THE Scottish Government deciding to scrap their gender reform appeal leaves a “bad precedent”, according to a public law expert.

On Wednesday, Social Justice Secretary Shirley-Anne Somerville confirmed in a statement to MSPs that no further legal action will be taken to fight the UK Government’s block on gender reform legislation in Scotland.

In January, Scotland Secretary Alister Jack made the unprecedented move of using a Section 35 order to block the Gender Recognition Reform (Scotland) Bill, and earlier this month the Court of Session ruled that the UK did have the right to block the reforms.

The National:

Now, Aileen McHarg – a professor of public law at Durham University – has said that not pursuing the case “leaves a bad precedent”.

She added in a tweet: “It could have seriously deleterious effects on the autonomy of the Scottish Parliament within its sphere of competence, and encourage the trend (already emergent) of forum shifting to Westminster by those who have lost political debates at Holyrood.

“For those saying that the risk of veto is ‘part of devolution’ – sure, but its use (further) displaces political expectations about how devolution works in practice.”

McHarg went on to say that the Outer House decision from Lady Haldane “does not create a binding precedent”.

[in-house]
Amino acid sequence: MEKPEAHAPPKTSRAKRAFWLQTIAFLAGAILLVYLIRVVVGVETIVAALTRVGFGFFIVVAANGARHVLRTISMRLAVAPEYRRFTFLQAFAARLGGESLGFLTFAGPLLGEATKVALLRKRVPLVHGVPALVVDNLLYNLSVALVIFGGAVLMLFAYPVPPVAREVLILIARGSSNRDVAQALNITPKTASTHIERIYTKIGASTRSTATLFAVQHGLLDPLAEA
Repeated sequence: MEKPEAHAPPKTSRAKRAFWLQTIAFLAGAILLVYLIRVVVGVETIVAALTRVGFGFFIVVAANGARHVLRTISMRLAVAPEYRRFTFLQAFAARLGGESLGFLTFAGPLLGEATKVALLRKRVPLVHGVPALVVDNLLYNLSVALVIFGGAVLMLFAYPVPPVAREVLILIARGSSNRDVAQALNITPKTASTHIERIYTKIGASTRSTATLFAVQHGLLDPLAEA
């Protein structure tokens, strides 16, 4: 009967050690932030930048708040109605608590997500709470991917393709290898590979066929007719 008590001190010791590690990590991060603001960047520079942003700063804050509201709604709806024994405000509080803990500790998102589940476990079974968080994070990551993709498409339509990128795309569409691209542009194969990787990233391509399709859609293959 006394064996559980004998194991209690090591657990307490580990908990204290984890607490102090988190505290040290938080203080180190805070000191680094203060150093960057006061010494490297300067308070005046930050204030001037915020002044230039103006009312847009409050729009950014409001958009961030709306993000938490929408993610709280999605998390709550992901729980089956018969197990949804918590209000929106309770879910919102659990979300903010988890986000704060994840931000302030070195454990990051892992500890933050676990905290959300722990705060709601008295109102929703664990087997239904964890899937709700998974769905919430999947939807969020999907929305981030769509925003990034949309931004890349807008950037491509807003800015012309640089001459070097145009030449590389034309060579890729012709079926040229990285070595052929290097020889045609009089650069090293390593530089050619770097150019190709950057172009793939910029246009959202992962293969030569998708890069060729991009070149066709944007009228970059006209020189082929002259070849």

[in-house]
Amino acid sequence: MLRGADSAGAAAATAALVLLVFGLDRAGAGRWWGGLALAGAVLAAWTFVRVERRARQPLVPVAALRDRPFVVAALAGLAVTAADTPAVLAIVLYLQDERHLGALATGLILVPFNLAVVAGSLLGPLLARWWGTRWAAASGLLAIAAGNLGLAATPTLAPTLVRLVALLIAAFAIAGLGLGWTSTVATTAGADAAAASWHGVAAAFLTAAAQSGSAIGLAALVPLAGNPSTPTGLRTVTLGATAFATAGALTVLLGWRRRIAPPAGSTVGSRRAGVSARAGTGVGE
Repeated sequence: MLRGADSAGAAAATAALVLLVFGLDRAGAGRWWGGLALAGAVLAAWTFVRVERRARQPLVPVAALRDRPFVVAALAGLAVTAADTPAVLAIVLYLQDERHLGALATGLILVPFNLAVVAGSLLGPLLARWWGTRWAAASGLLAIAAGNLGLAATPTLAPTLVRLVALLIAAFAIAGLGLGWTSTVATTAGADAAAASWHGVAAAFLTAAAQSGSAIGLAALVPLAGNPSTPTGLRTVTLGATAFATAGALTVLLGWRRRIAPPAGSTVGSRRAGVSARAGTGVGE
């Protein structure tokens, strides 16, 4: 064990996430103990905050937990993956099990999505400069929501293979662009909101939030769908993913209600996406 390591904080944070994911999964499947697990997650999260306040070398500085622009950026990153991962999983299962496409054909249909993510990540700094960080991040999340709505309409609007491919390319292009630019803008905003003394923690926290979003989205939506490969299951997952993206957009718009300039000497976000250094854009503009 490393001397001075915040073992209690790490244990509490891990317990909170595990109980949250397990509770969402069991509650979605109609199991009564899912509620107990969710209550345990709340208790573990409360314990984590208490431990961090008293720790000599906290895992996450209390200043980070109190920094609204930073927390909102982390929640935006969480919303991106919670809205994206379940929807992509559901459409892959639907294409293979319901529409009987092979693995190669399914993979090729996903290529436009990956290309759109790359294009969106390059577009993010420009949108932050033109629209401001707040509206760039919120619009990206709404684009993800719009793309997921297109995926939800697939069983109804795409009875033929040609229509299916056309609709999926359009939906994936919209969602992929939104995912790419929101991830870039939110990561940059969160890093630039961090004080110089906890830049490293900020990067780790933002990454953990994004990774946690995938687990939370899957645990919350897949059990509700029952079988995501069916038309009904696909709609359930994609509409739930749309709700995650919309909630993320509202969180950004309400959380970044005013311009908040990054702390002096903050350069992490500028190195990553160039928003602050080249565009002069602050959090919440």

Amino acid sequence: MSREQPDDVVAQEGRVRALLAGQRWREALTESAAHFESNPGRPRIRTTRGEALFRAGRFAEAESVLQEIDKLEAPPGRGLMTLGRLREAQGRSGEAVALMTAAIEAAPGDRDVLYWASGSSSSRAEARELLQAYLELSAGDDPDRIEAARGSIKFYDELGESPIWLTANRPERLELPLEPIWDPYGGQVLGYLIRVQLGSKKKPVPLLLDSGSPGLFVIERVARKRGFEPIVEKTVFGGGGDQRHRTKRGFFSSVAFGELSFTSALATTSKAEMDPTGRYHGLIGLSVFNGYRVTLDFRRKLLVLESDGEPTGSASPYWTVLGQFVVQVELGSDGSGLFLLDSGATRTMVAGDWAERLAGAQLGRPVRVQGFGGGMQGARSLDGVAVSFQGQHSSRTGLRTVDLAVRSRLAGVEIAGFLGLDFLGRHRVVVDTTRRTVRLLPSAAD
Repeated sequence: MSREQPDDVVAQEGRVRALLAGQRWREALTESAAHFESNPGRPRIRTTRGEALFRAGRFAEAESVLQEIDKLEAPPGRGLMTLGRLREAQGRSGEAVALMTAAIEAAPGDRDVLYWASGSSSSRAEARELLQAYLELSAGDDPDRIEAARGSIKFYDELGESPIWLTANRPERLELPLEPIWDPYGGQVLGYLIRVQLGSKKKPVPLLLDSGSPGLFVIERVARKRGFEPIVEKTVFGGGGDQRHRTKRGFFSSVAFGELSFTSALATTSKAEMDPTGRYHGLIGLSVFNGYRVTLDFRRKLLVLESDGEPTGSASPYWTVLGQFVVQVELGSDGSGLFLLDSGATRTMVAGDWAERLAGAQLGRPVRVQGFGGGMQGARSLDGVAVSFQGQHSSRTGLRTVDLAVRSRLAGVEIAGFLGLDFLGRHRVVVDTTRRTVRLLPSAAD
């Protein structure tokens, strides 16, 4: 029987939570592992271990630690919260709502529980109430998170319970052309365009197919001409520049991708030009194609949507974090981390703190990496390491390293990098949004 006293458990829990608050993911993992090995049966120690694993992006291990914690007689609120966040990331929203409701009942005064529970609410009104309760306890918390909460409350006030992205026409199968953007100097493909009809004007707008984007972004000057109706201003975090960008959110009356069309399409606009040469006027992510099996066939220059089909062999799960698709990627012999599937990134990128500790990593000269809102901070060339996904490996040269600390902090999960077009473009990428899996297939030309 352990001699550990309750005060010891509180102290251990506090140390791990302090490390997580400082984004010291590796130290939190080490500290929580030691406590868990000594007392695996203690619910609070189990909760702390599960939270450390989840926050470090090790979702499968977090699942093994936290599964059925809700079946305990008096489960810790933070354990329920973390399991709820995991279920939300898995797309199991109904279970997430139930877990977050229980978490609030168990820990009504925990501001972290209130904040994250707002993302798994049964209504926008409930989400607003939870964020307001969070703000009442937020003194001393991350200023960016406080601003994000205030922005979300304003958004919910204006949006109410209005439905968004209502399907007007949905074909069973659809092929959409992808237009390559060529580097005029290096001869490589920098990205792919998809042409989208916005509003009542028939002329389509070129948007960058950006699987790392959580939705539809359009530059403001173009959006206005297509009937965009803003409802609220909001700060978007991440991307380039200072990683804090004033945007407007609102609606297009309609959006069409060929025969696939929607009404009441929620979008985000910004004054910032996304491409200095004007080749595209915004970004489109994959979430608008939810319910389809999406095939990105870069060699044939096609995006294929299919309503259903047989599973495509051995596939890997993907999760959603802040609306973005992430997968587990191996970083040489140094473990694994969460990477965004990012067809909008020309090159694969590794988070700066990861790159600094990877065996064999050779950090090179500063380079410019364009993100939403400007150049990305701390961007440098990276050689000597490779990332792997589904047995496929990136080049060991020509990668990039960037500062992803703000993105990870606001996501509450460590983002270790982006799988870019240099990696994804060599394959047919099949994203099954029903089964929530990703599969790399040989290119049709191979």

READ MORE: UK Government to seek legal expenses over Scotland gender bill row

She said: “If the power is ever used again it will be open to the Scottish Government (or other devolved govts) to rerun arguments for a much more searching standard of review, and to try to challenge some of the other questionable aspects of Lady Haldane’s decision.”

The legal expert expressed her hope that a future Labour government could reverse a trend toward “muscular unionism” and towards “meaningful reform” to the legal frameworks within which devolution operates.

She added: “One thing that events of the past 5/6 years have clearly shown is that relying on convention and political understandings to temper the legal powers of the UK institutions simply does not provide adequate protection against the undermining of devolution.”